DES MOINES, IOWA — The Iowa Department of Agriculture and Land Stewardship reported June 5 a positive case of highly pathogenic avian influenza (HPAI) in a dairy herd, the state’s first case involving a cow.

The US Department of Agriculture’s Animal and Plant Health Inspection Service (APHIS) confirmed the detection, which was discovered in O’Brien County, Iowa. 

With this report, 10 states have now reported HPAI in dairy herds: Iowa, South Dakota, Texas, Ohio, North Carolina, Michigan, Kansas, Idaho, New Mexico and Colorado. More than 80 dairy cases have been reported, according to data from APHIS.

“Given the spread of highly pathogenic avian influenza within dairy cattle in many other states, it is not a surprise that we would have a case, given the size of our dairy industry in Iowa,” said Iowa Secretary of Agriculture Mike Naig. “While lactating dairy cattle appear to recover with supportive care, we know this destructive virus continues to be deadly for poultry. Our team at the department has been preparing for this possibility and will soon be announcing additional response steps to protect our flocks and herds.”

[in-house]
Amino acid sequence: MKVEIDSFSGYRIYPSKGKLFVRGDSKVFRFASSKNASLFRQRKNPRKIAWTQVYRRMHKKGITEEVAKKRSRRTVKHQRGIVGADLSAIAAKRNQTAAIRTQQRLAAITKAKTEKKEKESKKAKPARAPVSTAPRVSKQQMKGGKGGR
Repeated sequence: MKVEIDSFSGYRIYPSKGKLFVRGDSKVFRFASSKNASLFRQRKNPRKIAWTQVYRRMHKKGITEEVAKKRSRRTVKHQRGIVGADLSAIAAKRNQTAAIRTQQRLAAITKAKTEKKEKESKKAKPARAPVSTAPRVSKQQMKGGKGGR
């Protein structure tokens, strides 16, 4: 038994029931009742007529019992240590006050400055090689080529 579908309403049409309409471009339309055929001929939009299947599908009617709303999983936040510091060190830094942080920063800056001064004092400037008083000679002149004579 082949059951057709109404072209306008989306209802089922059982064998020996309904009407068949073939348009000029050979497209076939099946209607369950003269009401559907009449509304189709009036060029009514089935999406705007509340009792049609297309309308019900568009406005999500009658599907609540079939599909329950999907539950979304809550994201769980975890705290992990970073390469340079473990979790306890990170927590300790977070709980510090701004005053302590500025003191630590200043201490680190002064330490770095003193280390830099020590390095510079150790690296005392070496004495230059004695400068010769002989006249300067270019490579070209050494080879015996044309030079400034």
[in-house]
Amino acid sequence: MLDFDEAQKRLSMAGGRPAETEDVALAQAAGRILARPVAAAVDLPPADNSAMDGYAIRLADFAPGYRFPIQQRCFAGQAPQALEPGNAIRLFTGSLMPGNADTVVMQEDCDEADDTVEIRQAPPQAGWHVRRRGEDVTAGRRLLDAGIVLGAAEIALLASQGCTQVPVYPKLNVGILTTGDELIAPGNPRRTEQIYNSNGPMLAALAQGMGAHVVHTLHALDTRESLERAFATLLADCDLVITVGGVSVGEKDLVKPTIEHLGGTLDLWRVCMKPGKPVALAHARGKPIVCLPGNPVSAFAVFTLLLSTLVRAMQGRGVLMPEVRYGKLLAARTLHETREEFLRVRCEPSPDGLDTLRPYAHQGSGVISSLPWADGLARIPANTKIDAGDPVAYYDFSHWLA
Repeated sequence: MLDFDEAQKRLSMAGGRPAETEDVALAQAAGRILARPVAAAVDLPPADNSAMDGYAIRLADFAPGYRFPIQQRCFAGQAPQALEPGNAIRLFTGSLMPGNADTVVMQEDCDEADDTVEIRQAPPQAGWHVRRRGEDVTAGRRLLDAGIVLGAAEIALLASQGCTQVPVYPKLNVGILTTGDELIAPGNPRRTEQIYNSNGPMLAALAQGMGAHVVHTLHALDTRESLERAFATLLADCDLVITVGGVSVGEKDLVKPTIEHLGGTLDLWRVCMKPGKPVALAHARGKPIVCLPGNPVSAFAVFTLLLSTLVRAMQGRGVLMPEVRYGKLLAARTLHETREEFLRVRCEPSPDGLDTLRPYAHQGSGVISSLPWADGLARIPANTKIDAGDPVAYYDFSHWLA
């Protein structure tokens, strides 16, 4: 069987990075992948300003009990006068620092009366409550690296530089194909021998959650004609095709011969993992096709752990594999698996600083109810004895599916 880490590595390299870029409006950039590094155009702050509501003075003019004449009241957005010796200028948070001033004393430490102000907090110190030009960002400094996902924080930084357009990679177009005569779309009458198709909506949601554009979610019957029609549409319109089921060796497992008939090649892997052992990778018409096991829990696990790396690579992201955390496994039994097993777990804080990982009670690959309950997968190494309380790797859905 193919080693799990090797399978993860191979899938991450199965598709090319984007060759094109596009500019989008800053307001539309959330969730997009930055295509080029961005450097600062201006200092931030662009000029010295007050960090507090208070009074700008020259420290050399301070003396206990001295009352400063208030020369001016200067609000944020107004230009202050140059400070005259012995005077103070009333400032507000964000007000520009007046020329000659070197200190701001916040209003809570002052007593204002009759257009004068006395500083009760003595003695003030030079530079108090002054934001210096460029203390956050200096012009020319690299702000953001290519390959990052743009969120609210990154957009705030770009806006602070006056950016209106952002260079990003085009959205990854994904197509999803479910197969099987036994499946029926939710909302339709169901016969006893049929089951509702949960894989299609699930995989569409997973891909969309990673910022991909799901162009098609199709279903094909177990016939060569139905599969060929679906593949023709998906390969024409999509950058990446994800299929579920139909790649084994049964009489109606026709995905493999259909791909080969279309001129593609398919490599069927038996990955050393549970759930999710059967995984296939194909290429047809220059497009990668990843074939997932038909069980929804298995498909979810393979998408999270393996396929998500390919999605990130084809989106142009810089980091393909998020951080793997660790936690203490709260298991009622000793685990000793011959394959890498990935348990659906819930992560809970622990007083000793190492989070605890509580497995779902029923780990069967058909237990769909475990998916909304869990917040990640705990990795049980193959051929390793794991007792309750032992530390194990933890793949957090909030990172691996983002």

The report came soon after two other outbreaks of HPAI in Iowa. On May 28, the state detected the virus in a commercial layer flock in Sioux County that affected 4.3 million birds. Less than a week later, Cherokee County reported an outbreak in a commercial turkey flock, affecting 100,000 birds.

In response, Iowa Gov. Kim Reynolds signed a disaster proclamation for Sioux County and Cherokee County. The proclamation allows state resources from Iowa Homeland Security, the Iowa Department of Agriculture and Land Stewardship and other agencies to assist with tracking and monitoring, rapid detection, containment, disposal and disinfection, while also waiving regulatory provisions related to commercial vehicles.

The Iowa Department of Agriculture and Land Stewardship said the genomic sequencing of the virus detected in Sioux County was determined by the National Veterinary Services Laboratory in Ames, Iowa, to be consistent with the variant identified in affected dairies in other states. Meanwhile, sequencing on the virus detected in Cherokee County, as well as the dairy detection in O’Brien County, are still in progress.

“Epidemiological investigations are ongoing to try to determine how the virus was introduced into the flocks and herd,” the agency said.